Saturday, June 18, 2011

Dear EPS Bloggers

If you would please point me to (at least, but hopefully more than) one post on your blog that doesn't ultimately defend conservative views about free markets and the role of government with respect to free markets[1], I'd greatly appreciate it.[2]

Sincerely,
EA

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[1] that is, when the topic is economics, and not, say, philosophical theology.
[2] A slew of recent posts at EPS have been based exclusively on interviews of members of economic libertarian (think Ayn Rand) think tanks -- mainly the Acton Institute and the Atlas Economic Research Foundation. To get some of the flavor of these organizations, here's some pertinent information:

Re: The Acton Institute: "The Acton Institute's staff includes dominion theologian Calvin Beisner as an adjunct scholar. It melds [economic] libertarianism with Christianity, embracing both free markets and a Biblically-based view of environmentalism , and challenges the scientific consensus on global warming. It has received funding from right-wing groups such as the Scaife Family Foundation, the John M. Olin Foundation and the DeVos family,and $215,000 from ExxonMobil (through to 2007)." In addition, "It has played a major role in the revival of natural law in Protestant circles, funding both Protestants and Catholics to write books defending the concept, and sponsoring seminars on the concept in many Protestant schools." (link)

Re: Atlas Economic Research Foundation: "...also known as the Atlas Network, is a non-profit organization based in the United States which organizes and convenes workshops, offers training, runs prize programs, and provides advisory services in order to continue growing and strengthening an informal network of more than 400 free market think tanks in 84 different countries." Also, "The mission of Atlas, according to John Blundell (president from 1987 to 1990), "is to litter the world with free-market think-tanks." (link)

I trust that the EPS bloggers aren't getting monetary compensation for the recent spate of Randian tripe. For of course if they are, then they're flat-out shilling.

Thursday, June 16, 2011

Quote for the Day

"Some theists who accept the conclusion of the God as the source of ethics argument fail to appreciate its consequences fully. [William Lane] Craig is an example. One of his central themes is how awful it would be if God did not exist...Craig refers to the “horror of modern man” – facing life in (what “modern man” takes to be) a Godless universe. But if there can be no good or evil if God does not exist, then there can be no evil if God does not exist. So if God doesn’t exist, nothing bad can ever happen to anyone. The conclusion of the God as the source of ethics argument implies that there is nothing good about a Godless universe – but it equally implies that there is nothing bad about it either. If this argument is sound there can be nothing awful or horrible about a Godless universe. The short version of Craig’s self-contradictory message is “Without God there would be no value in the universe – and think how horrible that would be!”"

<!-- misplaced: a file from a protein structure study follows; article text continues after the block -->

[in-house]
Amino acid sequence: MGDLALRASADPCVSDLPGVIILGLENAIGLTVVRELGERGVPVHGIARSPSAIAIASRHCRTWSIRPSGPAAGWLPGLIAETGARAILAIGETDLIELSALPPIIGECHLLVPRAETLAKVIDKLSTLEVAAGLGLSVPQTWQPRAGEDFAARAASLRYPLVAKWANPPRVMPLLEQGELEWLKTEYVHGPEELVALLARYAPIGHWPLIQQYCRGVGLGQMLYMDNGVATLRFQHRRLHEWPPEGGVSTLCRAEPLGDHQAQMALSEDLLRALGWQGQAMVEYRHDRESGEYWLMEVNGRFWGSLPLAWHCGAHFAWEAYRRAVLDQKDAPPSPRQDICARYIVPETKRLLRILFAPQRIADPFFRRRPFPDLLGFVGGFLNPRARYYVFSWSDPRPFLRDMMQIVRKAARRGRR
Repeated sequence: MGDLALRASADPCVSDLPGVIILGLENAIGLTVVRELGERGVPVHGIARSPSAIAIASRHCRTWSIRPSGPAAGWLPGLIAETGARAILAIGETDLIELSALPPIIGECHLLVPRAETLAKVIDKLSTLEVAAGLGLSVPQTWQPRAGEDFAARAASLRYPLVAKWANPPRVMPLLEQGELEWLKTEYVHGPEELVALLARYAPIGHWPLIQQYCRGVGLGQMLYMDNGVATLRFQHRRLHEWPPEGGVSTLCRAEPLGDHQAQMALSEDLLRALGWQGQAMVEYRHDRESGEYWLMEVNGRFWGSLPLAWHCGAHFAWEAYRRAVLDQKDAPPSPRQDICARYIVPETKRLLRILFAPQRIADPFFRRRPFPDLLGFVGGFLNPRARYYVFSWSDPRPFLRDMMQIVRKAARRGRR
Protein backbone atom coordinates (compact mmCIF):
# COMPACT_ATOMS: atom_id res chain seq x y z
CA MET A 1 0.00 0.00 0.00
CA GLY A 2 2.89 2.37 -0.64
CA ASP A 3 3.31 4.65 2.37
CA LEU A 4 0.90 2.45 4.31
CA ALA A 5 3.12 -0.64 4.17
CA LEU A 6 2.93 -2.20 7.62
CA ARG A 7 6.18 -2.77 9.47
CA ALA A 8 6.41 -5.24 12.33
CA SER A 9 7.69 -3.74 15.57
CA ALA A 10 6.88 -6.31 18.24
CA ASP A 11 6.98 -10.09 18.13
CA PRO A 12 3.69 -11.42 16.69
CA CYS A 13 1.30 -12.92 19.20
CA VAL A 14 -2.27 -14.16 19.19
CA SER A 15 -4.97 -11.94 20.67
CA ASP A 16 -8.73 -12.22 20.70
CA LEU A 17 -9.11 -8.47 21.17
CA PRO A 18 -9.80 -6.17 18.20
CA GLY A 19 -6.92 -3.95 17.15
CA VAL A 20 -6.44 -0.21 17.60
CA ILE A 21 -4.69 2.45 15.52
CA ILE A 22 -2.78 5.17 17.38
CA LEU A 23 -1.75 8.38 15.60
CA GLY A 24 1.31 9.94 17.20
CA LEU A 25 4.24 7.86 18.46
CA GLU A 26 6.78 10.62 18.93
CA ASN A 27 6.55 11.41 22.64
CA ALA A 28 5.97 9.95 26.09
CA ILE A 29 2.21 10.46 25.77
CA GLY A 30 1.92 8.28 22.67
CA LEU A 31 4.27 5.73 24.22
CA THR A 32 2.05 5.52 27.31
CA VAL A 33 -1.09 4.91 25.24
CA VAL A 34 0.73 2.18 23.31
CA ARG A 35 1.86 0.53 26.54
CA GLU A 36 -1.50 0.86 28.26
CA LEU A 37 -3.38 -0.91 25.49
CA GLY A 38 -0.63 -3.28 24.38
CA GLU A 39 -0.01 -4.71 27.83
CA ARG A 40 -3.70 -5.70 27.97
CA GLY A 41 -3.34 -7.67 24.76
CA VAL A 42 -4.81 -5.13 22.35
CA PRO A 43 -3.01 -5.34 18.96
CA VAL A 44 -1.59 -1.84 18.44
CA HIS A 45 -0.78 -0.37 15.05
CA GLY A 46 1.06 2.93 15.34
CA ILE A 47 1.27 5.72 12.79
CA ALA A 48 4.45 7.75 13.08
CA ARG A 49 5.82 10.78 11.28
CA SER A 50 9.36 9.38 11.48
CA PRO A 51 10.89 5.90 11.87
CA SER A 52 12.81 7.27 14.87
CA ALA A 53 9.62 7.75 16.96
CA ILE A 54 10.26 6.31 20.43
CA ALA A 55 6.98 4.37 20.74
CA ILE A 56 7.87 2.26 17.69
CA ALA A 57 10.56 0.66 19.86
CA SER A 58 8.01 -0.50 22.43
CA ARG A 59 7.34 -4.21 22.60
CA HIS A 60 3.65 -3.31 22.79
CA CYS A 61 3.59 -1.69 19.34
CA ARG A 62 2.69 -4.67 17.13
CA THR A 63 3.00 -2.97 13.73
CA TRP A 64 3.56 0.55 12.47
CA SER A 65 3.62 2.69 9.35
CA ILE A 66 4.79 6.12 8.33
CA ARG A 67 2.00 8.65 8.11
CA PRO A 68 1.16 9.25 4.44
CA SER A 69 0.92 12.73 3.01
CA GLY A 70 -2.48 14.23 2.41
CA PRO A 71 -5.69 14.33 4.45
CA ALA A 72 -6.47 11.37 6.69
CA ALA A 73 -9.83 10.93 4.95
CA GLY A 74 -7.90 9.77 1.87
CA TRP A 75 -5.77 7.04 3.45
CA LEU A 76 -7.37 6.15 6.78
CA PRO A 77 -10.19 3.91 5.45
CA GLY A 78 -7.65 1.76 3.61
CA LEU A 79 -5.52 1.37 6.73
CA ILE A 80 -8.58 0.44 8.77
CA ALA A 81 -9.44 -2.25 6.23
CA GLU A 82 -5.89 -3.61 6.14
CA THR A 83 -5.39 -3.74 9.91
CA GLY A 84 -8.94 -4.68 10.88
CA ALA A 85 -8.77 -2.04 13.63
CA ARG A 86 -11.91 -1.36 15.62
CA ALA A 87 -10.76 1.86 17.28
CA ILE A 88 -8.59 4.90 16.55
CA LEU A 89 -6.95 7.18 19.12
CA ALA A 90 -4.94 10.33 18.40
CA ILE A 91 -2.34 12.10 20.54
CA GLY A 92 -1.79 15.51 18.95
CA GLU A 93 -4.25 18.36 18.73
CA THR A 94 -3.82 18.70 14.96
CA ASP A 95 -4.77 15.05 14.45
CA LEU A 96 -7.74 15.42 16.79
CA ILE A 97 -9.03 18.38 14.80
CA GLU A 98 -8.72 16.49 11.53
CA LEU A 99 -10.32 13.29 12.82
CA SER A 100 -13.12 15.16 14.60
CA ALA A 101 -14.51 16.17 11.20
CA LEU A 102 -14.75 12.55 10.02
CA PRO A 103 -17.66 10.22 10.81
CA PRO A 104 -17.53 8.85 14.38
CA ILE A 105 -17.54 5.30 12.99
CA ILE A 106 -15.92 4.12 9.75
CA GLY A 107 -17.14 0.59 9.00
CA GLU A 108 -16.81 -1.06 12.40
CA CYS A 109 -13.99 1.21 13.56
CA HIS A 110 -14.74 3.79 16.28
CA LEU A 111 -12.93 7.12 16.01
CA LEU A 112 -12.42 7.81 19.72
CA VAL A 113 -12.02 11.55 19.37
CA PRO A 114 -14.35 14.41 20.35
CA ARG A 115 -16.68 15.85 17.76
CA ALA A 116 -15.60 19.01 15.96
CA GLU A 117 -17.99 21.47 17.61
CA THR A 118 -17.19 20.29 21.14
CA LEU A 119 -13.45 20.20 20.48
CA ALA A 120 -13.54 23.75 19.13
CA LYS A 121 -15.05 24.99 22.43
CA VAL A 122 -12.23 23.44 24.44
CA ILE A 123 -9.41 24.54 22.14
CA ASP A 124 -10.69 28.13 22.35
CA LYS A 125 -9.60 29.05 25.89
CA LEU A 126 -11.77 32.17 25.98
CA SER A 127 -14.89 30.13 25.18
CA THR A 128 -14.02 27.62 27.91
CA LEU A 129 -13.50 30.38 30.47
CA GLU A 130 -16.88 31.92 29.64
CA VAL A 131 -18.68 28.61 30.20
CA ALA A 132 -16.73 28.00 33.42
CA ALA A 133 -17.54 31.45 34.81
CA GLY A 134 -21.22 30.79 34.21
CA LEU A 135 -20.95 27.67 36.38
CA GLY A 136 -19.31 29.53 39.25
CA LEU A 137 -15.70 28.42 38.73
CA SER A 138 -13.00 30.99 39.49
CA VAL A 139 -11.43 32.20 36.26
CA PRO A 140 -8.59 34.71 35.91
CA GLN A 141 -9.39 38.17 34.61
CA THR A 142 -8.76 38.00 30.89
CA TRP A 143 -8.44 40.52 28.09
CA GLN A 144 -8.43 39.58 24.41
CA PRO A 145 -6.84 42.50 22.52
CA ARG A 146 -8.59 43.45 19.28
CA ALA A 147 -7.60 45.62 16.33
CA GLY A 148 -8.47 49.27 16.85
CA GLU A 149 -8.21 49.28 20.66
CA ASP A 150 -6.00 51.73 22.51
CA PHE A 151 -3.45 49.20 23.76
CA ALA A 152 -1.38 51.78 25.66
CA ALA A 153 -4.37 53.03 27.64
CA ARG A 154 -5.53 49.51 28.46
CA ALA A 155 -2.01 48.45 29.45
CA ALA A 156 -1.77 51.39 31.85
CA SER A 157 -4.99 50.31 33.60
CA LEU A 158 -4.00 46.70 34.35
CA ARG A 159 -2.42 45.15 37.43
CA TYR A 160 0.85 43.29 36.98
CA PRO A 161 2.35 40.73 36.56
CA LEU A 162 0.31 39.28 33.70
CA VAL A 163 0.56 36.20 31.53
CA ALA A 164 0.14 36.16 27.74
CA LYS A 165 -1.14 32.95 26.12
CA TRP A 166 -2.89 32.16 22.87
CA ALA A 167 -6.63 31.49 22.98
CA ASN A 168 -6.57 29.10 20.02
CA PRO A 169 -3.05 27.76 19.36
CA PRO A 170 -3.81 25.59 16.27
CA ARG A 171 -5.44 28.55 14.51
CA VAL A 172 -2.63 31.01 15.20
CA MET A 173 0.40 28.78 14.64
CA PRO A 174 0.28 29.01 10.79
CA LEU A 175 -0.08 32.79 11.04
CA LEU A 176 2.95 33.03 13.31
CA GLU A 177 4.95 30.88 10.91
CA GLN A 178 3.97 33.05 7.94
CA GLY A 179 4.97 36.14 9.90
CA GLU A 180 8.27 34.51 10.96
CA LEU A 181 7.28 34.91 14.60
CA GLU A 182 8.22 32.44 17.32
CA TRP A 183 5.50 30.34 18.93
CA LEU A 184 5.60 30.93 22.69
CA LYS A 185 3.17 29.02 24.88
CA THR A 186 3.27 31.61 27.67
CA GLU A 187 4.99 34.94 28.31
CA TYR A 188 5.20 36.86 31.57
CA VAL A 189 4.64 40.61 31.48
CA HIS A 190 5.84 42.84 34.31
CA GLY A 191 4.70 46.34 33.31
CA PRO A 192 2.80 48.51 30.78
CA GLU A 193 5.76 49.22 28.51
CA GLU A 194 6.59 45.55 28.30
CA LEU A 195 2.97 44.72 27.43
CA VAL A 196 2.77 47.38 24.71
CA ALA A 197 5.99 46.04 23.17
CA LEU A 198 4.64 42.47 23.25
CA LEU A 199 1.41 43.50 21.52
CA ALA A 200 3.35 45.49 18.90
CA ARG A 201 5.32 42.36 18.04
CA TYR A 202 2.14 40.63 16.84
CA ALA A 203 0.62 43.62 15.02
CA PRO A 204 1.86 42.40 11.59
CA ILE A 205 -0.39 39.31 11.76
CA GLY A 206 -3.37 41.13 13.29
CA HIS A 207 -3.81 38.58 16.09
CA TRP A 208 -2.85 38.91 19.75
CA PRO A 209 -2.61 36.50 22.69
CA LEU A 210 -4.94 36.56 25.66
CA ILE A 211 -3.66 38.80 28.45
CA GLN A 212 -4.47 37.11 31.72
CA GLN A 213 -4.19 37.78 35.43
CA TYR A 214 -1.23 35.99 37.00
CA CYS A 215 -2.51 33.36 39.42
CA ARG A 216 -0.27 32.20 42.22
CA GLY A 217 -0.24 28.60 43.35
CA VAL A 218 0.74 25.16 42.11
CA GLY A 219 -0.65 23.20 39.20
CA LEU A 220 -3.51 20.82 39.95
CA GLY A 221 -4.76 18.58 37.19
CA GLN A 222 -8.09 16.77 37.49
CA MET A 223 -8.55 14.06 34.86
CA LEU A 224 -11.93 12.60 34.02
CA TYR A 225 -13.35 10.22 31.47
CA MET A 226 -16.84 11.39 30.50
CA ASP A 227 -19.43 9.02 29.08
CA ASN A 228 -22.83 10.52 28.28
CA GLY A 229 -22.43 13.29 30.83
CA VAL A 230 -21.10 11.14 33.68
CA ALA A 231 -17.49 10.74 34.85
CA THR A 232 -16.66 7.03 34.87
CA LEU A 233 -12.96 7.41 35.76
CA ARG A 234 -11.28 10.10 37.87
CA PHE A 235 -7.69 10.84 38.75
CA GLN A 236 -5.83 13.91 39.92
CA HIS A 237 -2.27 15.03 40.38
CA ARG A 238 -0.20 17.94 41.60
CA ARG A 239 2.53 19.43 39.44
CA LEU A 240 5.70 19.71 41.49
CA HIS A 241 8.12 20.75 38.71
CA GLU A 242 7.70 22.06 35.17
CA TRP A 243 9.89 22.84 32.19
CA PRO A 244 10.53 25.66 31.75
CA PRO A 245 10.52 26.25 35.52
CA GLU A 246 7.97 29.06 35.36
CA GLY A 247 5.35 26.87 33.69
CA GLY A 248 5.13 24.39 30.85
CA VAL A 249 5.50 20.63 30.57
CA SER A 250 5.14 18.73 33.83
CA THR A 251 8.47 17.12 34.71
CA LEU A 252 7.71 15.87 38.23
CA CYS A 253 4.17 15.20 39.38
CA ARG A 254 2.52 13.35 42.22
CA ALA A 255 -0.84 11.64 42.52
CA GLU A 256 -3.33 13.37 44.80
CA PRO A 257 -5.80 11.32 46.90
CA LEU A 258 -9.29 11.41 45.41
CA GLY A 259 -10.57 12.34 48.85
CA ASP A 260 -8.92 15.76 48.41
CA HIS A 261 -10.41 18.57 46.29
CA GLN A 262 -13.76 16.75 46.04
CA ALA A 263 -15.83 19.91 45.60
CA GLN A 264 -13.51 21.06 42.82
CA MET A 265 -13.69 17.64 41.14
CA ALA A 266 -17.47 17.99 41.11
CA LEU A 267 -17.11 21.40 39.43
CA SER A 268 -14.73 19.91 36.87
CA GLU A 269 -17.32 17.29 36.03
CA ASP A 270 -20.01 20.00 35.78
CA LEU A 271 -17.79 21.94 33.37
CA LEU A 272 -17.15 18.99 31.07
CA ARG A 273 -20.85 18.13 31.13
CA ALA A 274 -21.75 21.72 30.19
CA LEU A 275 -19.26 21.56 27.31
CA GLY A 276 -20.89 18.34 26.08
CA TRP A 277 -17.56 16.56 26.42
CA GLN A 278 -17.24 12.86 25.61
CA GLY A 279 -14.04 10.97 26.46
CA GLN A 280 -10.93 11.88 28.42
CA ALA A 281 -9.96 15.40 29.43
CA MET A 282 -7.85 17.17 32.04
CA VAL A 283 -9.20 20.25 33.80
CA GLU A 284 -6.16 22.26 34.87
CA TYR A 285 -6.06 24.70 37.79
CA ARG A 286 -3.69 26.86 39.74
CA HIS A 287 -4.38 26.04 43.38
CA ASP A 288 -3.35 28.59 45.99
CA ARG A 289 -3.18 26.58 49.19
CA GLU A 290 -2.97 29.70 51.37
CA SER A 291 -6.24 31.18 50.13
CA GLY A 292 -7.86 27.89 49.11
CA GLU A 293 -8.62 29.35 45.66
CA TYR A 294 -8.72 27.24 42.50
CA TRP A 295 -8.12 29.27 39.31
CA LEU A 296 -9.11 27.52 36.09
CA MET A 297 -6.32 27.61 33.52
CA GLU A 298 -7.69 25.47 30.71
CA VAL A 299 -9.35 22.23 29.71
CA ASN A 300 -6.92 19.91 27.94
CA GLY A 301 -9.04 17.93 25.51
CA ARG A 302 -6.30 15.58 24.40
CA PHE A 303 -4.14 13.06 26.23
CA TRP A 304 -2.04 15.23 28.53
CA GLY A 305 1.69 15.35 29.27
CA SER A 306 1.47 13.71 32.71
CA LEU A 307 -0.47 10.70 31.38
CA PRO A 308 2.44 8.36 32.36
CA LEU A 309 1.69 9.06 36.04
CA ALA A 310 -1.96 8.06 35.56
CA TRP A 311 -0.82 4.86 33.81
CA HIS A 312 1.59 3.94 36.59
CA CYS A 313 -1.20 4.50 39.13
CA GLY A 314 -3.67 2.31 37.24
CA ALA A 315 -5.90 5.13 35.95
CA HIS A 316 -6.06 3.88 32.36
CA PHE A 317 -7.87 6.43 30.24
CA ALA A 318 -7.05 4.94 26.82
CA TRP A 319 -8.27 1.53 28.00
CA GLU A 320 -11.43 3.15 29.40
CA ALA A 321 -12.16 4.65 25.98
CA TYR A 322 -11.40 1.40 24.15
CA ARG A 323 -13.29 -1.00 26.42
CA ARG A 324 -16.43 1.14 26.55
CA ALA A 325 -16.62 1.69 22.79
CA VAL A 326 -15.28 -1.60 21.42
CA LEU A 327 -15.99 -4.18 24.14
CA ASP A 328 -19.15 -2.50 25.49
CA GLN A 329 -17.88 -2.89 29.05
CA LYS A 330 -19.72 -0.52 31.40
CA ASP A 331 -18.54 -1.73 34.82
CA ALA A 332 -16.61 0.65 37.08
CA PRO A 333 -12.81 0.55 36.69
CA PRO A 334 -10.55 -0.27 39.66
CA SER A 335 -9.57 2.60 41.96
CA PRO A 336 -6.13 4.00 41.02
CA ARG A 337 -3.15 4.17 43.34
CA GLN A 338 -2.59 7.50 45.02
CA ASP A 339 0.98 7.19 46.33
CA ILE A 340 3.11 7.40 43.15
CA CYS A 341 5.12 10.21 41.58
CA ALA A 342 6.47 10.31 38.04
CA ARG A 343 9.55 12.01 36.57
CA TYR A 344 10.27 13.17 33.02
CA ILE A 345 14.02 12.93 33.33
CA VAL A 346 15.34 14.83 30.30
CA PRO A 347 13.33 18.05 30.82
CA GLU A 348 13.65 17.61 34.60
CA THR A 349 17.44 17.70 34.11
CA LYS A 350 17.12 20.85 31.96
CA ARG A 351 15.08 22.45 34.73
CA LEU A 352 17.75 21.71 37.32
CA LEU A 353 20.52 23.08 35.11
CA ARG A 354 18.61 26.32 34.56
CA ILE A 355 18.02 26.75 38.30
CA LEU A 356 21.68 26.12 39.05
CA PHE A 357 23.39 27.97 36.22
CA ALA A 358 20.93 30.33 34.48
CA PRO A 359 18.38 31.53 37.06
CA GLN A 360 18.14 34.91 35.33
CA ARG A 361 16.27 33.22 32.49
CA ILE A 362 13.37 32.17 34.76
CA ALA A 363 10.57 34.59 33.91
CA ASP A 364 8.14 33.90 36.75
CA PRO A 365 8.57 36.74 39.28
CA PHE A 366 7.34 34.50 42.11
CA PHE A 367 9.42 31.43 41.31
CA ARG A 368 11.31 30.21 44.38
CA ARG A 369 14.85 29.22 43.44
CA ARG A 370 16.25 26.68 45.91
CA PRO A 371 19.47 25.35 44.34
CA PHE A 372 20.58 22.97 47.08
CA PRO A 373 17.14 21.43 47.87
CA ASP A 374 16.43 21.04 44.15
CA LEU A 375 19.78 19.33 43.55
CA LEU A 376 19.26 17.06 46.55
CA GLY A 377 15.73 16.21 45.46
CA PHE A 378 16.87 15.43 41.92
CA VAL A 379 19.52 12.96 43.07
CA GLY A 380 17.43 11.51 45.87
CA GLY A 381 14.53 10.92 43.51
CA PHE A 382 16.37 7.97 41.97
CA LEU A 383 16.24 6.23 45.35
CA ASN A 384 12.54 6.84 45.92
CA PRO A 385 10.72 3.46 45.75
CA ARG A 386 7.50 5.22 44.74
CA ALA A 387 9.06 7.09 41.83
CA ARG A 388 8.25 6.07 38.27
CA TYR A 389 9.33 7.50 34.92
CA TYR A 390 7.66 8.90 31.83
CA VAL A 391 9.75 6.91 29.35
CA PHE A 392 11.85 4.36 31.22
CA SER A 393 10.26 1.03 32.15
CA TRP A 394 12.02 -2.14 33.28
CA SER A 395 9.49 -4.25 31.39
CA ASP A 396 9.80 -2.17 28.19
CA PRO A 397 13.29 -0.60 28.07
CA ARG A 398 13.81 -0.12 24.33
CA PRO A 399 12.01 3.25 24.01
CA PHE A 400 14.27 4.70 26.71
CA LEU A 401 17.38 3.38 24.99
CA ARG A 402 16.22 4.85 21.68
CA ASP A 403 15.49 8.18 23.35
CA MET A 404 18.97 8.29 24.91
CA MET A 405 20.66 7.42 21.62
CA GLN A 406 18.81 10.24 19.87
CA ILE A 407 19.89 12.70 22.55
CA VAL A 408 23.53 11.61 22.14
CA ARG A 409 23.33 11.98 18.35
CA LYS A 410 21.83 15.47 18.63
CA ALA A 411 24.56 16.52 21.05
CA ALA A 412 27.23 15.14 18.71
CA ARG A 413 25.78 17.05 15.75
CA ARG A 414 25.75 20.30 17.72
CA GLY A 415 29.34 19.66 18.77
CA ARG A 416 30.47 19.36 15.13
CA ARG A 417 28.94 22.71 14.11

Erik Wielenberg, Value and Virtue in a Godless Universe, pp. 40-41.

New Paper by John Rist on Morality and Religion

"Morality and Religion: Some Questions About First Principles", Philosophical Investigations 34:2 (2011), 214-238.

Sunday, June 12, 2011

Quote for the Day

"Now, my main point: If one were to watch the history of the universe going backwards in time, one would see the energies increasing. Let me make the same point that [William Lane] Craig made about the physics getting speculative, but put in terms of energy. As the energy increases to 100 GeV, the physics becomes speculative – we're not really sure what happens at that point. As the energy increases to 1014 GeV (assuming it does increase to that point) the physics becomes extremely speculative, even unknown. In other words, we just don't know what happens once the energies get that high. The way Craig puts the point, it sounds like we know that there's a big bang, and we know what happens in the history of the universe once 10-12 seconds have passed, but we don't know what happens between the big bang and 10–12 seconds after the big bang. But in fact our lack of knowledge is much more fundamental. Because the physics doesn't tell us what happens once we trace the history of the universe backwards in time to these high energies, we don't even know if there's a big bang at all."